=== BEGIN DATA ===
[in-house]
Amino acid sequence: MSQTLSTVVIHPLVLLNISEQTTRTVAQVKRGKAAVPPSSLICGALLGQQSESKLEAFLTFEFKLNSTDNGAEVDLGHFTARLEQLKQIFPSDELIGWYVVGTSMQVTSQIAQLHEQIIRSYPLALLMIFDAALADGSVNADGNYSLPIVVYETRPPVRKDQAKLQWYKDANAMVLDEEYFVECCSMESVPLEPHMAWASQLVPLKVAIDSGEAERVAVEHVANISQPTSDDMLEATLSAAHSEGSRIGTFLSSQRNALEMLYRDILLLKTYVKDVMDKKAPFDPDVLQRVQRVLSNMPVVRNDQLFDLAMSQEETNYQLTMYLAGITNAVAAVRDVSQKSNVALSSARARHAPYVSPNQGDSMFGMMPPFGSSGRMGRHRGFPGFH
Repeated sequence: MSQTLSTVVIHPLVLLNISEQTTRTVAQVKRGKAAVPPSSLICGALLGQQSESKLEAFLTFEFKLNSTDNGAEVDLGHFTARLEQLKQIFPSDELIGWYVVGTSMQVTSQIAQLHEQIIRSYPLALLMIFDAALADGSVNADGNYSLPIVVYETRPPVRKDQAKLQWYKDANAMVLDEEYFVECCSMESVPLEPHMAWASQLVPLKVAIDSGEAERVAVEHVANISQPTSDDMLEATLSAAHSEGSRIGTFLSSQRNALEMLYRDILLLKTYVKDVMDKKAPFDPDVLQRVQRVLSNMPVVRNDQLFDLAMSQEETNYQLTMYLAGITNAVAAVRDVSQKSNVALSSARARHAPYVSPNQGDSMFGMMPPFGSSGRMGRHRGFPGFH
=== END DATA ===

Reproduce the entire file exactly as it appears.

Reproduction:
[in-house]
Amino acid sequence: MSQTLSTVVIHPLVLLNISEQTTRTVAQVKRGKAAVPPSSLICGALLGQQSESKLEAFLTFEFKLNSTDNGAEVDLGHFTARLEQLKQIFPSDELIGWYVVGTSMQVTSQIAQLHEQIIRSYPLALLMIFDAALADGSVNADGNYSLPIVVYETRPPVRKDQAKLQWYKDANAMVLDEEYFVECCSMESVPLEPHMAWASQLVPLKVAIDSGEAERVAVEHVANISQPTSDDMLEATLSAAHSEGSRIGTFLSSQRNALEMLYRDILLLKTYVKDVMDKKAPFDPDVLQRVQRVLSNMPVVRNDQLFDLAMSQEETNYQLTMYLAGITNAVAAVRDVSQKSNVALSSARARHAPYVSPNQGDSMFGMMPPFGSSGRMGRHRGFPGFH
Repeated sequence: MSQTLSTVVIHPLVLLNISEQTTRTVAQVKRGKAAVPPSSLICGALLGQQSESKLEAFLTFEFKLNSTDNGAEVDLGHFTARLEQLKQIFPSDELIGWYVVGTSMQVTSQIAQLHEQIIRSYPLALLMIFDAALADGSVNADGNYSLPIVVYETRPPVRKDQAKLQWYKDANAMVLDEEYFVECCSMESVPLEPHMAWASQLVPLKVAIDSGEAERVAVEHVANISQPTSDDMLEATLSAAHSEGSRIGTFLSSQRNALEMLYRDILLLKTYVKDVMDKKAPFDPDVLQRVQRVLSNMPVVRNDQLFDLAMSQEETNYQLTMYLAGITNAVAAVRDVSQKSNVALSSARARHAPYVSPNQGDSMFGMMPPFGSSGRMGRHRGFPGFH